Virtually every nation in the world, and public opinion all over the planet, believed we should not go to war. Countries much closer to Iraq than ours did not feel threatened, so why should the United States–with its enormous arsenal of nuclear weapons and with its warships on every sea–have felt threatened?
Common sense should have told us that Iraq, devastated by two wars (first with Iran, then with our country) and then ruined by ten years of economic sanctions, could not be a threat sufficient to justify war. But that common sense did not exist in Washington, either in the White House, which demanded war, or in Congress, which rushed to approve war. We now know that decision was wrong and that the President of the United States and the people around him were not telling us the truth.
As a result of believing the President, we went to war in violation of the United Nations Charter, in defiance of public opinion all over the world, and thus in a single move placed ourselves outside the family of nations and destroyed the goodwill that so many people everywhere had toward our country.
On September 11, 2001, a terrorist attack in New York and Washington took close to 3,000 lives. The Bush Administration has used that tragic event as an excuse to go to war, first in Afghanistan and now in Iraq. But neither war has made us safer from terrorism. The Bush Administration lied to the American people about a connection between Iraq and Al Qaeda, when even the CIA has not been able to find such a connection.
Indeed, by its killing of thousands of people in both countries, the Bush Administration has inflamed millions of people in the Middle East against us and increased the ranks of the terrorists.
The Iraqi people are happy to be rid of Saddam Hussein, but now they want to be rid of us. They do not want our military to occupy their country. If we believe in self-determination, in the freedom of the Iraqis to choose their own way of life, we should listen to their pleas, leave their country, and allow them to work out their own affairs.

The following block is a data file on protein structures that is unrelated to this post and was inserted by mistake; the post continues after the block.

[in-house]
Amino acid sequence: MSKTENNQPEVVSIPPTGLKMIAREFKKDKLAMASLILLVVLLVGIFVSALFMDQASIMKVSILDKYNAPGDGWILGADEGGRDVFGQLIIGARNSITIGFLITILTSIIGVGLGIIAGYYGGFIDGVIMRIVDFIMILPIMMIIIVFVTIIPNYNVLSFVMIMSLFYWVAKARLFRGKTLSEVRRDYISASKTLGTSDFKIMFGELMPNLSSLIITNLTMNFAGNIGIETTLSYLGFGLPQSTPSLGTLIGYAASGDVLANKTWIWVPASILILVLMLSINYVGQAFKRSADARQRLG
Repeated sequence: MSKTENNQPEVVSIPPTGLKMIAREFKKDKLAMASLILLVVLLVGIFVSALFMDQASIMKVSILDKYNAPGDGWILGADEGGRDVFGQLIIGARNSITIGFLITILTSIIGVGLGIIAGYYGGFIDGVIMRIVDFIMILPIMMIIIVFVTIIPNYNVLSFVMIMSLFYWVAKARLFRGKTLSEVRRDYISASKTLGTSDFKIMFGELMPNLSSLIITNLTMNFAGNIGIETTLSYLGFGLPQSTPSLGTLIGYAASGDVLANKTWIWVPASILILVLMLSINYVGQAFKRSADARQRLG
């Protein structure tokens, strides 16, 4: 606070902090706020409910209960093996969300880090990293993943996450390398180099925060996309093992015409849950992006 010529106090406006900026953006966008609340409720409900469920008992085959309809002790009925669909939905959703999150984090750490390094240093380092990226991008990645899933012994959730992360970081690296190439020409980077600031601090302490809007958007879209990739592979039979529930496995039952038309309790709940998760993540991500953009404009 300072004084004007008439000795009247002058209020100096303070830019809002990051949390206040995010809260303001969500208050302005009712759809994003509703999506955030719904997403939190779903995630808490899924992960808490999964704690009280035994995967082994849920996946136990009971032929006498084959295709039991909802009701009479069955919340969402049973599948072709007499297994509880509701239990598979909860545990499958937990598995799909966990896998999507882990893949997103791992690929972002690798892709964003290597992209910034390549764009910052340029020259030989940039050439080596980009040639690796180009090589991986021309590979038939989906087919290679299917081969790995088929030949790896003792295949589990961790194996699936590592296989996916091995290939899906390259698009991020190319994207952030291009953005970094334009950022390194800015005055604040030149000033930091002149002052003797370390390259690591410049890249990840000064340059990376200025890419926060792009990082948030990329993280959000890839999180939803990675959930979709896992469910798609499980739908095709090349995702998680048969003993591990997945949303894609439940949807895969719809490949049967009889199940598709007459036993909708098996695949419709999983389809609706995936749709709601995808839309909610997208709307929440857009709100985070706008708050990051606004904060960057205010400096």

I would, therefore, as President, call for an orderly withdrawal of our troops from Iraq and Afghanistan. I would remove our troops from elsewhere in the Middle East. Only the oil interests benefit from that military presence.
I am proposing a fundamental change in the foreign policy of our country. This Administration believes that we, as the most powerful nation in the world, should use that power to establish military bases all over the world, to control the oil of the Middle East, to determine the destinies of other countries.
I believe that we should use our great power not for military purposes but to bring food and medicine to those areas of the world that have been devastated by war, by disease, by hunger. If we took a fraction of our military budget we could combat malaria, tuberculosis, and AIDS. We could provide clean water for the billion people in the world who don’t have it and would save millions of lives. That would be an accomplishment we could be proud of. But how proud can we be of military victories over weak nations, in which we overthrow dictators but at the same time bomb and kill the people who are the victims of these dictators? And the tyrants we overthrow are very often the ones we have helped stay in power, like the Taliban in Afghanistan or Saddam Hussein in Iraq.
We are at a turning point in the history of our nation. We can go on being a great military power, engaging in war after war, in which innocent people abroad and our own men and women die or are crippled for life. Or we can become a peaceful nation, always ready to defend ourselves, but not sending our troops and planes all over the world for the benefit of the oil interests and the other great corporations that profit from war.
We can choose to use the wealth of our nation and the talents of our people for war, or we can use that wealth and talent to better the lives of men, women, and children in this country. We can continue being the target of anger and terrorism and indignation by the rest of the world, or we can be a model of what a good society should be like, peaceful in the world, prosperous at home.
The choice will come in the ballot box. I ask you to choose for the peace of the world, and the security of the American people.
Published in The Progressive • January 1, 2004